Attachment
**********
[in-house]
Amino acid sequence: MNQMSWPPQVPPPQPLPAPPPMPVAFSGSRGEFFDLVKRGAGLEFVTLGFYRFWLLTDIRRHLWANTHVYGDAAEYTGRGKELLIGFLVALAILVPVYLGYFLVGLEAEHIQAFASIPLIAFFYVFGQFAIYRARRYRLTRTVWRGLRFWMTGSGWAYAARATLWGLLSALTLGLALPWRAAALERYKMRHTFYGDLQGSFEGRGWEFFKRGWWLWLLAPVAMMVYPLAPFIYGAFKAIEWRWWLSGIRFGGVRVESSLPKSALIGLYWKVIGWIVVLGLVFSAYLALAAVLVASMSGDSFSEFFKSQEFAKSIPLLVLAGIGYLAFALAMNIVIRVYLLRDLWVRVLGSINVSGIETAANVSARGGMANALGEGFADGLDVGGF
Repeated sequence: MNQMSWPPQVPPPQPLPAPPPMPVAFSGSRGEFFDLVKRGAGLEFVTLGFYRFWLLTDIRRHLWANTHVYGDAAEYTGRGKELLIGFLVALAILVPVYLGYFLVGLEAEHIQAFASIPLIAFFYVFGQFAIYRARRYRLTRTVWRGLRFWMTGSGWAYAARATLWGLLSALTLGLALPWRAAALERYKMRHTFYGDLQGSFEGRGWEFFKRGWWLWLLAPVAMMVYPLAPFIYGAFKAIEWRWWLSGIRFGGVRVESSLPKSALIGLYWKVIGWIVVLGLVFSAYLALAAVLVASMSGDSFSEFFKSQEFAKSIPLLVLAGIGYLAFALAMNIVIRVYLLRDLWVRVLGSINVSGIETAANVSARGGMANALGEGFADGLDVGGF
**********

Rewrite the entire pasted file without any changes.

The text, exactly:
[in-house]
Amino acid sequence: MNQMSWPPQVPPPQPLPAPPPMPVAFSGSRGEFFDLVKRGAGLEFVTLGFYRFWLLTDIRRHLWANTHVYGDAAEYTGRGKELLIGFLVALAILVPVYLGYFLVGLEAEHIQAFASIPLIAFFYVFGQFAIYRARRYRLTRTVWRGLRFWMTGSGWAYAARATLWGLLSALTLGLALPWRAAALERYKMRHTFYGDLQGSFEGRGWEFFKRGWWLWLLAPVAMMVYPLAPFIYGAFKAIEWRWWLSGIRFGGVRVESSLPKSALIGLYWKVIGWIVVLGLVFSAYLALAAVLVASMSGDSFSEFFKSQEFAKSIPLLVLAGIGYLAFALAMNIVIRVYLLRDLWVRVLGSINVSGIETAANVSARGGMANALGEGFADGLDVGGF
Repeated sequence: MNQMSWPPQVPPPQPLPAPPPMPVAFSGSRGEFFDLVKRGAGLEFVTLGFYRFWLLTDIRRHLWANTHVYGDAAEYTGRGKELLIGFLVALAILVPVYLGYFLVGLEAEHIQAFASIPLIAFFYVFGQFAIYRARRYRLTRTVWRGLRFWMTGSGWAYAARATLWGLLSALTLGLALPWRAAALERYKMRHTFYGDLQGSFEGRGWEFFKRGWWLWLLAPVAMMVYPLAPFIYGAFKAIEWRWWLSGIRFGGVRVESSLPKSALIGLYWKVIGWIVVLGLVFSAYLALAAVLVASMSGDSFSEFFKSQEFAKSIPLLVLAGIGYLAFALAMNIVIRVYLLRDLWVRVLGSINVSGIETAANVSARGGMANALGEGFADGLDVGGF